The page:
Obama demands regime change in Libya
16 April 2011
In an open letter issued printed simultaneously in the Washington Post, the Times of London and Le Figaro, the Obama administration, together with the heads of government in France and Great Britain, openly acknowledged that the purpose of the NATO bombing of Libya was regime change, i.e., the forcible expulsion of Libyan leader Muammar Gaddafi from power.
On March 28, Obama made a speech in Washington in which he denied that the aim of the current NATO war against Libya was regime change. Obama was subsequently criticized for his remarks by John McCain and other leading members of the US Senate Armed Services Committee. Obama’s comments at that time were welcomed by supporters of his government at home and abroad, including a layer of former leftists, who have repeatedly sought to justify the savage NATO bombing campaign against Libya as a “humanitarian action.”
Now, in his open letter on Friday, co-signed by the French and British leaders, Nicolas Sarkozy and David Cameron, Obama has made his most explicit call for the overthrow of Gaddafi.
The three leaders write that the world would have committed an “unconscionable betrayal” if the Libyan leader is left in government. If Gaddafi is left in place, they continue, then Libya risks becoming a failed state.
The letter also indicates that the US and its closest Western allies in the Libyan campaign are digging in for a prolonged war. The letter declares: “So long as Gaddafi is in power, NATO and its coalition partners must maintain their operations so that civilians remain protected and the pressure on the regime builds. Britain, France and the United States will not rest until the UN Security Council resolutions have been implemented and the Libyan people can choose their own future….”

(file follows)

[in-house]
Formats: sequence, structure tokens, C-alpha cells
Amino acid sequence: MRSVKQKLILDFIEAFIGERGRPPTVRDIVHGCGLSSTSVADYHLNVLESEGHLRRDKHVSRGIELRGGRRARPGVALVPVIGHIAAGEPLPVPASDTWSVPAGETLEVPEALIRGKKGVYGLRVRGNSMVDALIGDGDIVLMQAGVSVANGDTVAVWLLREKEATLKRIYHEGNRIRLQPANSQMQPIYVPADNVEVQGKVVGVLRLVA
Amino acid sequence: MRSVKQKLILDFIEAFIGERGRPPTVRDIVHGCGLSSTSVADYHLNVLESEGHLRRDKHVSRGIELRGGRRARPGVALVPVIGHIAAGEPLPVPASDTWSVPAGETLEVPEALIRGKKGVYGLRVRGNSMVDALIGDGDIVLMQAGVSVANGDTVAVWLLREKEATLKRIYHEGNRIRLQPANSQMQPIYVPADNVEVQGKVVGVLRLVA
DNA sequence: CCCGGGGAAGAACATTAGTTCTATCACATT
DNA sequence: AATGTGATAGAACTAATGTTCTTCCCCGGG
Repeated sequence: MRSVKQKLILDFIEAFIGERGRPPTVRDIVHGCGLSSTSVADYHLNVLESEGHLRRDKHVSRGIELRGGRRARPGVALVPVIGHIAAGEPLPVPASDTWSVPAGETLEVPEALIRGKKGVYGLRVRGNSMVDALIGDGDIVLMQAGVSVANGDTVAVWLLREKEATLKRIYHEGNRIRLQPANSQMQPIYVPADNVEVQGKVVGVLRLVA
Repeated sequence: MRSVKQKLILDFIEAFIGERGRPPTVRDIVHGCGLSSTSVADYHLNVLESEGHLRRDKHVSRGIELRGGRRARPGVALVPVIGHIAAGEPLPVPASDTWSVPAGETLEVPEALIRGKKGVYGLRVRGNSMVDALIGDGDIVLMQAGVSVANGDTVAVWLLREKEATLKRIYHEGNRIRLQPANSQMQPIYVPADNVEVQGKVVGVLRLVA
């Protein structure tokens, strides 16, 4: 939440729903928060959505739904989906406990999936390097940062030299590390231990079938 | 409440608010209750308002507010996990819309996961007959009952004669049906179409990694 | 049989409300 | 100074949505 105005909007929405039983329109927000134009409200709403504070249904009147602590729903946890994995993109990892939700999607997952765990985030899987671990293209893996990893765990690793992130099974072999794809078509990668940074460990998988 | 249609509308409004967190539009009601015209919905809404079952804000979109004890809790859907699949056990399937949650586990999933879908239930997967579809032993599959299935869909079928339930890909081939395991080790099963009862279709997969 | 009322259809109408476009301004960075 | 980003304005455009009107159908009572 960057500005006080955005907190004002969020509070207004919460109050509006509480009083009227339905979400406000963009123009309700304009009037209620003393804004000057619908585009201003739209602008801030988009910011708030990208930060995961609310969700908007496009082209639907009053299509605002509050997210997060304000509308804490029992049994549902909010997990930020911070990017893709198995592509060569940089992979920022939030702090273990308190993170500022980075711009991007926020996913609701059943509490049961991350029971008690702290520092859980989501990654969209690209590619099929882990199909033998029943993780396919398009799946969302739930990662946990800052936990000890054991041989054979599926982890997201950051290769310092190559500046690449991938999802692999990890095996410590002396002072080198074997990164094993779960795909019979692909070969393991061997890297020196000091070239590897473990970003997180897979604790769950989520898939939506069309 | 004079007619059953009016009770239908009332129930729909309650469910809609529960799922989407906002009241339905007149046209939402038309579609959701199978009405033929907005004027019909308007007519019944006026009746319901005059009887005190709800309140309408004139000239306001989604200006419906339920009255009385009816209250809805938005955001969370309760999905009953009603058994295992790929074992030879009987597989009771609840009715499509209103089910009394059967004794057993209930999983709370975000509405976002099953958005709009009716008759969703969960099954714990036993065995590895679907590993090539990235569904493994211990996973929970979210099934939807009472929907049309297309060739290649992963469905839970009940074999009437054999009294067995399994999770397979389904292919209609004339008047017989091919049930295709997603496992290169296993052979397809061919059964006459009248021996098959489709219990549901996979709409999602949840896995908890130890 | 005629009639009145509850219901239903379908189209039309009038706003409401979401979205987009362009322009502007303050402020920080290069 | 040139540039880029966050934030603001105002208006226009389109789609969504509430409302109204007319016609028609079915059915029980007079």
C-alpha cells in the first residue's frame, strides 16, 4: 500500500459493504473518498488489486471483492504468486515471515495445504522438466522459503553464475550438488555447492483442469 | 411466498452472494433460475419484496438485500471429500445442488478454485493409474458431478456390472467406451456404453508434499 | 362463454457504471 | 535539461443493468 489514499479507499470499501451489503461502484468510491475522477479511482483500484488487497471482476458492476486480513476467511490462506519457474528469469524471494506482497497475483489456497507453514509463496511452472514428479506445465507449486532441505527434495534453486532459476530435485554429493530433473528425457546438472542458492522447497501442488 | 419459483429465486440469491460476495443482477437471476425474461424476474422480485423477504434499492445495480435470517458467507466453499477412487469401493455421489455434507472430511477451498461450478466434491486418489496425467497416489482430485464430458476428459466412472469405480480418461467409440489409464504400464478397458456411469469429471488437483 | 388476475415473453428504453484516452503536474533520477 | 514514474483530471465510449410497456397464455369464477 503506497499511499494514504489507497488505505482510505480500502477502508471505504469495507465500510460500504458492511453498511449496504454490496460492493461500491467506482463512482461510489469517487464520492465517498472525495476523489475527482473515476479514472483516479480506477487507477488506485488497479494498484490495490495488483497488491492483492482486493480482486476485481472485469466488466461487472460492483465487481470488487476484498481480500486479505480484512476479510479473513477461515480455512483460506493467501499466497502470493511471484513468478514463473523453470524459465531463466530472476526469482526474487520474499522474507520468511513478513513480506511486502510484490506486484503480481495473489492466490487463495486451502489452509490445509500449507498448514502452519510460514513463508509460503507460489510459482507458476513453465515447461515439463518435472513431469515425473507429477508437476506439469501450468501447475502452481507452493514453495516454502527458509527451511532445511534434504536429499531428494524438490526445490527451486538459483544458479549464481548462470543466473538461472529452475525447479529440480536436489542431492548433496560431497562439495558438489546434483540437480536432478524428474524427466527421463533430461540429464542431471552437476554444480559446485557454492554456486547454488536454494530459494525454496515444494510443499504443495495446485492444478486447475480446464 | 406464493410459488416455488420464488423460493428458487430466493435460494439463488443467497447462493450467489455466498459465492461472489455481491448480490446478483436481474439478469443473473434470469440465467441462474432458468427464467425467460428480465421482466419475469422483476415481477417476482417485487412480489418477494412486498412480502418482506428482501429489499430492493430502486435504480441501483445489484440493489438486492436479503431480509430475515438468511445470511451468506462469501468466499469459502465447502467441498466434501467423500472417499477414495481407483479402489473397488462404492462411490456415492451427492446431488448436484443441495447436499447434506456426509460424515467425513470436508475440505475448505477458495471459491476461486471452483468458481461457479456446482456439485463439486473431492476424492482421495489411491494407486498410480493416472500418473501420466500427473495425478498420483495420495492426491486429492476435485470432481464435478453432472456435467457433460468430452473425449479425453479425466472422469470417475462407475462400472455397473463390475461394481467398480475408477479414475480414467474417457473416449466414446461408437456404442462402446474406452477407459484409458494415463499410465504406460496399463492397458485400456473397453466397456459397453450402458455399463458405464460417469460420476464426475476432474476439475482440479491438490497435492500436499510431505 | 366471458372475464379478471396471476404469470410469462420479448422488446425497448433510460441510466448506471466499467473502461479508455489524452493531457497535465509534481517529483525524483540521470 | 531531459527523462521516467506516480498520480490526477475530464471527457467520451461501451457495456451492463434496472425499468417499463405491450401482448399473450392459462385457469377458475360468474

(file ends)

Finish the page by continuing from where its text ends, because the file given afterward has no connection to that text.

The remark “Britain, France and the United States will not rest...” should be seen as a clear warning that these nations are prepared to go to any lengths, including an invasion of Libya, in order to secure their oil interests and establish a base of reaction against the Arab revolution. So much for the widely vaunted “humanitarian aims” of the NATO mission.
The letter was originally drafted by the British and French leaders Nicolas Sarkozy and David Cameron, who met on Wednesday to decide upon their joint strategy prior to the two-day NATO meeting in Berlin.
The publication of the letter on Friday with the support of Obama was clearly aimed at increasing pressure on the majority of NATO alliance members attending the two-day summit in Berlin, who have declined from any direct involvement in the NATO bombing mission.
This point is confirmed by the Wall Street Journal in an article dealing with the open letter: “Since the US has shifted the onus of leading day-to-day enforcement of the no-fly zone to its European partners, Thursday’s joint letter also could raise pressure on NATO allies who have so far been reluctant to take direct part in the air strikes. Those contributions will be needed in order to sustain the pace of operations longer-term, officials said.”
The goal of regime change is clearly not covered by the original United Nations Security Council resolution that provided the mandate for NATO operations against Libya. In order to provide additional political cover for their illicit undertaking, the Obama administration organized appearances in Berlin on Thursday with leading NATO members to justify the war.